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Food & Drink

Choolaah Indian BBQ brings the real deal to East Liberty

| Tuesday, April 17, 2018, 4:49 p.m.
Simran Sethi and her husband Randhir Sethi with some of the menu items Simran developed for Choolaah Indian BBQ.
Deborah Weisberg
Simran Sethi and her husband Randhir Sethi with some of the menu items Simran developed for Choolaah Indian BBQ.
Simran Sethi prepares chicken and veggies for the tandoor oven.
Deborah Weisberg
Simran Sethi prepares chicken and veggies for the tandoor oven.
Choolaah Indian BBQ's tall windows create a light-filled ambience.
Deborah Weisberg
Choolaah Indian BBQ's tall windows create a light-filled ambience.
Simran Sethi greets guests dining at a communal table.
Deborah Weisberg
Simran Sethi greets guests dining at a communal table.
Randhir Sethi checks on skewers of chicken being roasted in a tandoor oven.
Deborah Weisberg
Randhir Sethi checks on skewers of chicken being roasted in a tandoor oven.
The marinade uses yogurt, lemon juice, red chili powder, ginger-garlic paste and Garam Masala spice blend.
Deborah Weisberg
The marinade uses yogurt, lemon juice, red chili powder, ginger-garlic paste and Garam Masala spice blend.
Simran Sethi makes a yogurt-based marinade for the roasted chicken.
Deborah Weisberg
Simran Sethi makes a yogurt-based marinade for the roasted chicken.

Choolaah Indian BBQ brings a new concept in cuisine to East Liberty.

The light-filled eatery was developed by Simran Sethi and her husband Randhir Sethi of Cleveland, former engineers, who launched Choolaah because they wanted to put a modern spin on traditional Indian fare. They operate four other Choolaahs, in Ohio, Virginia and Pennsylvania.

“When Randhir and I would go out to eat I'd never pick an Indian restaurant because they use fillers, MSG and artificial colors and flavors in their dishes,” says Simran, director of culinary research and development, as well as product management. “You leave in a kind of food coma, feeling uncomfortable and bloated.”

With the intent of serving a clean, wholesome version of northern Indian foods, Simran and Randhir, Choolaah's co-CEO, prepared by studying ethnic cooking in India, Europe and the United Kingdom so they could develop a style of their own, Simran says.

The result is a menu that includes build-your-own bowls or salads with roasted veggies and barbecued lamb, chicken, salmon or paneer cheese; tandoori wraps of roasted protein enveloped in naan bread; crispy samosas stuffed with peas, potatoes and exotic spices; pav baji, an Indian street snack of veggies and buttered, toasted buns; fresh-squeezed mango lemonade; and mango and malai kulfi ice cream.

Dishes are prepared with any of the 17 different spice blends that Simran has concocted from an array of spices imported from India, and can be customized from mild to highly seasoned, she says.

Floor to ceiling windows in front of the kitchen invite diners to watch their meals being cooked in huge tandoor ovens, where skewers loaded with meats and veggies are roasted at 600 degrees. “This is a healthy way to cook because it sears in the flavor and causes the fat to drip off,” says Simran, noting that communal tandoor ovens were once at the heart of Indian village life, providing a place where women went to catch up on gossip while baking bread.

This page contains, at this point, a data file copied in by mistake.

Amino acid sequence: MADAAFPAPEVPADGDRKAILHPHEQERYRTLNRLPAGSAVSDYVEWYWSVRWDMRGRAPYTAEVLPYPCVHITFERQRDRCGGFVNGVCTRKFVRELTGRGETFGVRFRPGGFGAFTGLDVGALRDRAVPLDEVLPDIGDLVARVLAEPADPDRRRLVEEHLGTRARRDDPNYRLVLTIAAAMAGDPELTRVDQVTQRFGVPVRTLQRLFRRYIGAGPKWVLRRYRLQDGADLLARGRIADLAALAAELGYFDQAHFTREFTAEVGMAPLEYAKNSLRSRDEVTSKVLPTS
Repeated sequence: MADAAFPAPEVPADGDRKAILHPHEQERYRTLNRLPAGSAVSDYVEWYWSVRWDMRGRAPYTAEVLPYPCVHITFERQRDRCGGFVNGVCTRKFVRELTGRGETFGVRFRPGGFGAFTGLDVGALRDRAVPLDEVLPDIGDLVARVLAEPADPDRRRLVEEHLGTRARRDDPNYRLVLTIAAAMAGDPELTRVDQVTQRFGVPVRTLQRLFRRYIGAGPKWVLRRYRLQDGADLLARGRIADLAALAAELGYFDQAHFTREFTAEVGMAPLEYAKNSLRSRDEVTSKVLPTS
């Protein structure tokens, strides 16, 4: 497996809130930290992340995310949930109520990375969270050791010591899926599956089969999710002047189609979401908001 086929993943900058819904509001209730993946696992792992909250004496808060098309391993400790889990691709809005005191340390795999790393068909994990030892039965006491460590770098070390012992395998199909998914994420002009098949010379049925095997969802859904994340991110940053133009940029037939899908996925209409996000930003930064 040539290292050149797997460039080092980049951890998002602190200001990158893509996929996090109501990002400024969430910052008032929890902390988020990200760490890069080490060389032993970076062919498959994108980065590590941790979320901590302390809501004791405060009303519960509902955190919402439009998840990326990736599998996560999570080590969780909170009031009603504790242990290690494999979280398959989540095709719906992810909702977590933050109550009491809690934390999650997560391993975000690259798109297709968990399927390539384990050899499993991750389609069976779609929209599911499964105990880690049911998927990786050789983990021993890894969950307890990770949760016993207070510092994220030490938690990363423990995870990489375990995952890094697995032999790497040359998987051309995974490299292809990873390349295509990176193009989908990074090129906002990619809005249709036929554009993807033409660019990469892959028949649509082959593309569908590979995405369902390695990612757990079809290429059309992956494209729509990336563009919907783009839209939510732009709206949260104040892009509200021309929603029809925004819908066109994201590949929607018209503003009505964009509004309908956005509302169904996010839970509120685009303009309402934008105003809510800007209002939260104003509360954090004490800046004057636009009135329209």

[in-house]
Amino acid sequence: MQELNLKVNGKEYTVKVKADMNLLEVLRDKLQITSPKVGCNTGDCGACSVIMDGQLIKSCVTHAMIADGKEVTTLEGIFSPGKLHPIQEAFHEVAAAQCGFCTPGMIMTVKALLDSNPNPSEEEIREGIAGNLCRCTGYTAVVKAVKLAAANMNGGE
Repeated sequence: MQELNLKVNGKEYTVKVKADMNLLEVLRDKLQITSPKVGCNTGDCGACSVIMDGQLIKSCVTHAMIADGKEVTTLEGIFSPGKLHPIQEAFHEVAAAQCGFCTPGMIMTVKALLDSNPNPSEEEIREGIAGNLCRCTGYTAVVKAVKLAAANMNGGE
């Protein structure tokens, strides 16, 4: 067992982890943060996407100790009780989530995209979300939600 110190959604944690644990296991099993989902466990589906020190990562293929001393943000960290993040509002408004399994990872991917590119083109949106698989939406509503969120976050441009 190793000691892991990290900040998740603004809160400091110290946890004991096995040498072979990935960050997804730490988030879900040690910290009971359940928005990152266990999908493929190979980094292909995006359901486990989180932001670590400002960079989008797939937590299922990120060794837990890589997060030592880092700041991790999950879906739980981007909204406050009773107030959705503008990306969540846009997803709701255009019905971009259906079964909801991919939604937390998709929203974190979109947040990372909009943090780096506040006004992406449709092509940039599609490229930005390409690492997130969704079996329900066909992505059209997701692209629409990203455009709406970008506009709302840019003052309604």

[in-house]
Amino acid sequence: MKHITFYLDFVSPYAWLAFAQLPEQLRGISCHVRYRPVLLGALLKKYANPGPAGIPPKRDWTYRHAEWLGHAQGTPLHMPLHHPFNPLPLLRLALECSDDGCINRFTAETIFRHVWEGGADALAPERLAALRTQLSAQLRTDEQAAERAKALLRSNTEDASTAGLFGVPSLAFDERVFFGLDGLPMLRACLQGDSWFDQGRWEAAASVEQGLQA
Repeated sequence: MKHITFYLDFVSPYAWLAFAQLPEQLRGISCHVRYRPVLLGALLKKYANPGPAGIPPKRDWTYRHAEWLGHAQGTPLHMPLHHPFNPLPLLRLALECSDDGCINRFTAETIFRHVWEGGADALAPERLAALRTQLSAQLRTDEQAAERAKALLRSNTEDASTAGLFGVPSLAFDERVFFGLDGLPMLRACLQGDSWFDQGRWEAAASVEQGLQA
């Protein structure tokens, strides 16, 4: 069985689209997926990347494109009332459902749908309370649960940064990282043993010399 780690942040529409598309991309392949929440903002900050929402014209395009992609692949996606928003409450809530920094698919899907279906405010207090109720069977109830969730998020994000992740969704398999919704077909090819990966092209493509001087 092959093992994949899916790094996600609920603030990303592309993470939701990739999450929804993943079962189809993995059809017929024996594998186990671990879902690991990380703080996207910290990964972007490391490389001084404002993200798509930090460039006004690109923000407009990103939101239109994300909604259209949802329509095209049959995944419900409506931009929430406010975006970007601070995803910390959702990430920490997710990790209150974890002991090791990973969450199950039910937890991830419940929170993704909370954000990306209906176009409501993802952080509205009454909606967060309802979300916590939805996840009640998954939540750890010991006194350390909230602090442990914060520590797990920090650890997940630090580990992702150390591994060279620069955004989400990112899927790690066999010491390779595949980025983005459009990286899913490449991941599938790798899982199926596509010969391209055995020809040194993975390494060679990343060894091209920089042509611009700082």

Simran aspired to capture this sense of relationship and warmth in Choolaah's interior design. Contemporary art and inspirational messages like one by Lao Tzu — “Great acts are made of small deeds” — decorate the walls, and Simran makes a point of mingling with guests. “In this restaurant, every person's life is connected to mine,” she says, adding that cooking and eating should be a shared joy.

Deborah Weisberg is a Tribune-Review contributing writer.

While Choolaah recipes are proprietary, Simran Sethi, director of culinary development, says the recipe below represents a traditional chicken dish made in a tandoor oven. It is adapted here for the home oven or grill.

Ginger Garlic Paste

Take equal parts fresh ginger and garlic by weight to make the 2 tbsp. needed for the marinade. Peel ginger and garlic and mince into smaller pieces to make grinding easy. Place in grinder or blender. Add just enough water to aid the grinding. Too much water will make the paste watery and difficult to use. Grind the contents until it makes a smooth paste. Transfer to container.

Marinated, Roasted Chicken or Veggies

Serves about four

2 lbs. chicken or 2 lbs. cut vegetables

1 cup yogurt

3 tbsp. lemon juice

1 tsp red chili powder

2 tbsp. Ginger Garlic paste (see recipe)

¼ tbsp. Garam Masala spice blend

¼ cup cooking oil

salt to taste

Put all ingredients except chicken or vegetables in a bowl and mix well. Add chicken or veggies to mixture and, if using chicken, allow it to marinade in the refrigerator for at least four hours. If using veggies, no waiting period is needed. Cook on a grill or in an oven preheated to 400 degrees F. for 35 to 45 minutes, turning at 20 minutes.

Garam Masala

2 tbsp. ground coriander powder

1 tbsp. ground cumin powder

1 ½ tsp. ground green cardamom powder

¼ tsp. ground black cardamom powder

½ tsp. ground black caraway seeds powder

¼ tsp. mace powder

¼ tsp. nutmeg powder

¼ tsp. ground black pepper

Add all ingredients to a bowl and mix well. Store in airtight container.

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